WASHINGTON (BP) -- The Southern Baptist Ethics & Religious Liberty Commission has joined a diverse coalition of religious organizations in telling a federal appeals court that state laws limiting marriage to a man and a woman are not based on hostility toward same-sex couples.
The Ethics & Religious Liberty Commission (ERLC) and four other religious bodies filed a brief Feb. 10 urging the 10th Circuit Court of Appeals in Denver to uphold the right of the citizens of Oklahoma and Utah to define marriage as only a heterosexual institution. Federal judges in both states have struck down constitutional amendments restricting marriage to the union of a man and a woman.
"The government shouldn't subvert the democratic process in a quest to institutionalize the sexual revolution," ERLC President Russell D. Moore said in a Thursday (Feb. 13) news release. "The fact that this is happening in Utah and Oklahoma should send a signal to our churches that the struggle for soul freedom and religious liberty should concern all of us, everywhere, all the time."
The brief's filing came the same week as federal courts continued to rule in favor of gay marriage. A judge in Virginia nullified Thursday (Feb. 13) the state's laws and amendment restricting marriage to heterosexuals, and a judge ruled Feb. 12 Kentucky must recognize marriages of same-sex couples performed in other states.
Same-sex marriage is legal in 17 states and the District of Columbia, and federal judges have ruled in favor of such unions in three other states -- Oklahoma, Utah and Virginia. Courts have blocked enforcement of those decisions while they go through the appeal process.
The Utah amendment struck down by a judge in December gained nearly a two-thirds majority in a 2004 ballot initiative, while the Oklahoma amendment invalidated in January received approval from 76 percent of voters, also in 2004.
The ERLC-endorsed brief describes as a "spurious charge" the frequent assertion that support for biblical, traditional marriage is based on anti-homosexual hostility.
"The accusation is false and offensive," the brief says. "It is intended to suppress rational dialogue and democratic conversation, to win by insult and intimidation rather than by reason, experience, and fact."
The brief says, "Our faith communities bear no ill will toward same-sex couples, but rather have marriage-affirming religious beliefs that merge with both practical experience and sociological fact to convince us that retaining the husband-wife marriage definition is essential."
In his ruling, federal judge Robert Shelby said Utah's laws deny "gay and lesbian citizens their fundamental right to marry and, in so doing, demean the dignity of these same-sex couples for no rational reason."
Federal judge Terence Kern wrote regarding Oklahoma's marriage amendment, "Exclusion of just one class of citizens from receiving a marriage license based upon the perceived 'threat' they pose to the marital institution is, at bottom, an arbitrary exclusion based upon the majority's disapproval of the defined class. It is also insulting to same-sex couples, who are human beings capable of forming loving, committed, enduring relationships."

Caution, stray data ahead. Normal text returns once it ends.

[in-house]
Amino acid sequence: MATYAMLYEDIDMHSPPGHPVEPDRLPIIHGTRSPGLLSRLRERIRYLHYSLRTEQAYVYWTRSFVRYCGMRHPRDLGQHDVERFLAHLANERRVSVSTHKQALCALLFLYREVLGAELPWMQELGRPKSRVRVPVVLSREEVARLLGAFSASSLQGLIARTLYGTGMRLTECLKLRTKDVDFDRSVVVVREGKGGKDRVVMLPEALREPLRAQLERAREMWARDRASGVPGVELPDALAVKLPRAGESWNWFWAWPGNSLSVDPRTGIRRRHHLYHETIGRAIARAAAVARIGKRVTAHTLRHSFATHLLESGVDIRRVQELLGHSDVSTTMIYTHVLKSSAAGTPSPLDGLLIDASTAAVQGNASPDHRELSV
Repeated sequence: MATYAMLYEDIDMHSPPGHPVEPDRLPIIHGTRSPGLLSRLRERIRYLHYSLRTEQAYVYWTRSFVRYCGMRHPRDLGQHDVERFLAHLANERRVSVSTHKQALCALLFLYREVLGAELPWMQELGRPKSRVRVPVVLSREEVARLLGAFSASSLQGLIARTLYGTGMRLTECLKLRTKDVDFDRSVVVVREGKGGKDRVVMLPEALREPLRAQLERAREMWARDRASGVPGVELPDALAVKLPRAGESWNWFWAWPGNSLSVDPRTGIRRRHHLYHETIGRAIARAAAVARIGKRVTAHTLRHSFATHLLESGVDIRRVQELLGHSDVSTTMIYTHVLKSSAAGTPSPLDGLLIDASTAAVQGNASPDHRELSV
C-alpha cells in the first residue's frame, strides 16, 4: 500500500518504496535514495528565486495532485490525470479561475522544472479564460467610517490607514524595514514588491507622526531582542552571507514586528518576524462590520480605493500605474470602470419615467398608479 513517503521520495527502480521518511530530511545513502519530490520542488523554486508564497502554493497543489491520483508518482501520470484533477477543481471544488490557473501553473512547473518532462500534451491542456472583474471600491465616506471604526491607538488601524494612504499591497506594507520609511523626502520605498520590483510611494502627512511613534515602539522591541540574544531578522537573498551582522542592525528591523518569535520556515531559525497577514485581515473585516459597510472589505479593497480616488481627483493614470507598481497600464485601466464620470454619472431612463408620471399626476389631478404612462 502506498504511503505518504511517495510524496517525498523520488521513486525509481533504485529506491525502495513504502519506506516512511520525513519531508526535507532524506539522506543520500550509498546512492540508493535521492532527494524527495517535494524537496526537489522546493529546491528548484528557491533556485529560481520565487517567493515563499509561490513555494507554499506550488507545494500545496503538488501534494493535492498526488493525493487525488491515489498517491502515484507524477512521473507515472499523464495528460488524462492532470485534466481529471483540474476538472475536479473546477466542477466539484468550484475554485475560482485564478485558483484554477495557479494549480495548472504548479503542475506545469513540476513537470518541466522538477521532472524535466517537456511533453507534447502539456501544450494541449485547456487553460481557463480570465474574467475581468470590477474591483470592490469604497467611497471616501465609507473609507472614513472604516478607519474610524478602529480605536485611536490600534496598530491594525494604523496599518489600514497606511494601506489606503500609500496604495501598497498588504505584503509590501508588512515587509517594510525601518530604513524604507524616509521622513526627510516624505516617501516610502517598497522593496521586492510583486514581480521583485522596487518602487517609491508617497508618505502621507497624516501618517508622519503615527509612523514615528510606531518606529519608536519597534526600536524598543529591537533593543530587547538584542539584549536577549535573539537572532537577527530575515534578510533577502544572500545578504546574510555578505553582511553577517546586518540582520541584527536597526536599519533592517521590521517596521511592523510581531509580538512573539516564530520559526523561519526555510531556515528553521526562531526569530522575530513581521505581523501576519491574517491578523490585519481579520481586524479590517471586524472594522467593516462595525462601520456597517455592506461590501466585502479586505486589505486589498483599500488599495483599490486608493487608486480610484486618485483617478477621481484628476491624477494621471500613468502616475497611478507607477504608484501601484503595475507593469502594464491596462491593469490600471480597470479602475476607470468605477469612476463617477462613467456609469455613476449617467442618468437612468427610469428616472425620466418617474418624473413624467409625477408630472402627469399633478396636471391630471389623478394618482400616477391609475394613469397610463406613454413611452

The U.S. Conference of Catholic Bishops filed the brief, which was joined in by the National Association of Evangelicals, the Lutheran Church-Missouri Synod and the Church of Jesus Christ of Latter-Day Saints, as well as the ERLC.
The diverse groups say in the brief, "Our theological perspectives, though often differing, converge on a critical point: that the traditional, husband-wife definition of marriage is vital to the welfare of children, families and society."
The brief asserts the Utah and Oklahoma amendments "cannot be explained as manifestations of animus toward any citizens but as a safeguard against perceived overreach" by judges in the states.
Research shows alternatives to the "husband-wife marital home" produce "significant risks" -- including the likelihood of poverty, juvenile delinquency and unwed teenage parenthood -- in society and demonstrate why the government has an interest in traditional marriage, according to the brief.
"Children need their mothers and fathers. And society needs mothers and fathers to raise their children," the brief says. "That, in a nutshell, is why society needs the institution of male-female marriage, and why Utah and Oklahoma are right to specially protect and support it."
The brief also asserts support for traditional marriage based on religious viewpoints does not invalidate Utah and Oklahoma's amendments.
"[D]eclaring a law void because it adheres to traditional moral beliefs is contrary to the fundamental constitutional right of religious citizens to participate fully in the process of self government as believers," according to the brief.
The marriage laws of Utah and Oklahoma "are entitled to be judged on their merits based on settled rules of law -- not on a more demanding standard born of suspicion toward religion, religious believers, or their values," the brief says.
On the same day the brief was filed, the federal Justice Department officially announced new, wide-ranging policies in support of same-sex marriage benefits even in states where such unions are illegal. The policies, and rulings by judges on same-sex marriage, followed the Supreme Court's June invalidation of a section of the federal Defense of Marriage Act that defined marriage as only between a man and a woman. That ruling enabled same-sex couples to gain access to benefits previously limited to heterosexual, married couples, but it declined to say states cannot limit marriage to a man and a woman.
The case from Utah is Kitchen v. Herbert, while the case from Oklahoma is Bishop v. Smith.
Tom Strode is Baptist Press' Washington bureau chief. Get Baptist Press headlines and breaking news on Twitter (@BaptistPress
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